A few years ago I decided to make a meal schedule. I devised a 5 week rotating schedule of dinners that utilized leftovers, transforming them into new different meals. I had a master ingredient list to use for shopping. It worked really well while it lasted, which was one winter season.
I have thought often of going back to something similar, but what can I say other than I am inherently lazy and the effort that is required to do begin and maintain such a system is beyond my grasp right now.
So you can imagine my delight when I was offered the book The Frantic Woman’s Guide to Feeding Family and Friends. It sounded like exactly what I was trying to do on my own.
I loved the premise of the book. I found though that it was less of a cook book and more of a guide to getting meals onto the table for your family. Joy of Cooking this ain’t. If you are looking for a way to step out of the fast food and restaurant trap, then this book might be right for you. It is chockful of tips and tricks and ideas and lists for everything kitchen and cooking related imaginable.
The book is divided into five sections. Part one offers tips for organizing your kitchen in a more efficient manner, the items you should stock in your antry, and the cooking tools you shouldn’t live without. Part Two offers Seasonal menus designed around a two week schedule. She tells you what day to shop on and when you will need to make a “pit stop” to the store for perishable goods. She even tells you if you should freeze your purchases or refrigerate them for later, and even if there is something you should hide from your family lest they eat it in advance. Part Three has special menus for guests, holidays, etc. Part Four offers some recipes for side dishes. And lastly, Part Five is a glossary of cooking terms, hints, and tips.
My complaints, which are admittedly small in the scheme of the book and what it is striving to be:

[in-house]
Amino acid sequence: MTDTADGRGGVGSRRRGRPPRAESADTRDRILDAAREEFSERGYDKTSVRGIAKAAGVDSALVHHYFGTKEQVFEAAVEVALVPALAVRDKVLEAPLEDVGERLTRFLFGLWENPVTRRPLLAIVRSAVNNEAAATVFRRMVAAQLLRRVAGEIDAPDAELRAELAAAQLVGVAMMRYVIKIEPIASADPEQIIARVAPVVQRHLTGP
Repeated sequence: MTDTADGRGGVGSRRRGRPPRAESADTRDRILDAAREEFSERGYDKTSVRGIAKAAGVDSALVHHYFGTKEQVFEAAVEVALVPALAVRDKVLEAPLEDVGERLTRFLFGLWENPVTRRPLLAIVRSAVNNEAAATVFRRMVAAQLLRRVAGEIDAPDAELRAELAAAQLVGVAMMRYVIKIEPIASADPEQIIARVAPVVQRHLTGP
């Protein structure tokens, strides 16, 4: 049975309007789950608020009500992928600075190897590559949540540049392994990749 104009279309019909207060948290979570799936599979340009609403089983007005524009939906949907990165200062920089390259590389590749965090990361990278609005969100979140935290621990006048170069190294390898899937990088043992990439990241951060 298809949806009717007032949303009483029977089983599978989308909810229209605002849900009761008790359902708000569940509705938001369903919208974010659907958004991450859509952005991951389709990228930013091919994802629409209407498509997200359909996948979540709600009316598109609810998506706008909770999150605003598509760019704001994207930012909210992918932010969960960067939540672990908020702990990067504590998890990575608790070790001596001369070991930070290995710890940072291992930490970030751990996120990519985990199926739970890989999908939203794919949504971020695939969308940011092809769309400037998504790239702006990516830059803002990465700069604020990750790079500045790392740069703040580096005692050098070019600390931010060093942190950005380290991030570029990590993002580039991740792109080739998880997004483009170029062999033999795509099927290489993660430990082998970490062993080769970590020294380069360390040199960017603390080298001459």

1) The meals don’t include side dishes. To me that is one of the most difficult parts of the meal, what to serve along side. She does offer suggestions of things that would go great along with the particular meal and has some recipes in Part Four of the book, but they are not included on the helpful shopping list.
2) The recipes generally say they serve 4-6 people. I don’t think we are particularly big eaters, but many of the meals seemed really skimpy. One example of this is Kid’s Mini Pizzas made from English muffins. The recipe calls for 6 English muffins and says it feeds 4-6. Four to six toddlers maybe, but not older children and certainly not adults. But the recipe did give me the inspiration to have the children make bagel pizzas for dinner one night with their own choice of toppings.
3) The over use of processed foods, such as creammed soups, macaroni and cheese, and canned bisquits.
Having said all of that, I still think that the concept of this book is a good one. It is written in a conversational tone with helpful kitchen hints sprinkled through out. The recipes that I have tried from the book were good.
As an organizational book I would give it five stars. It really gets down to the nitty gritty of being organized and the benefits of planning in advance.
As a cookbook, I would give it three stars.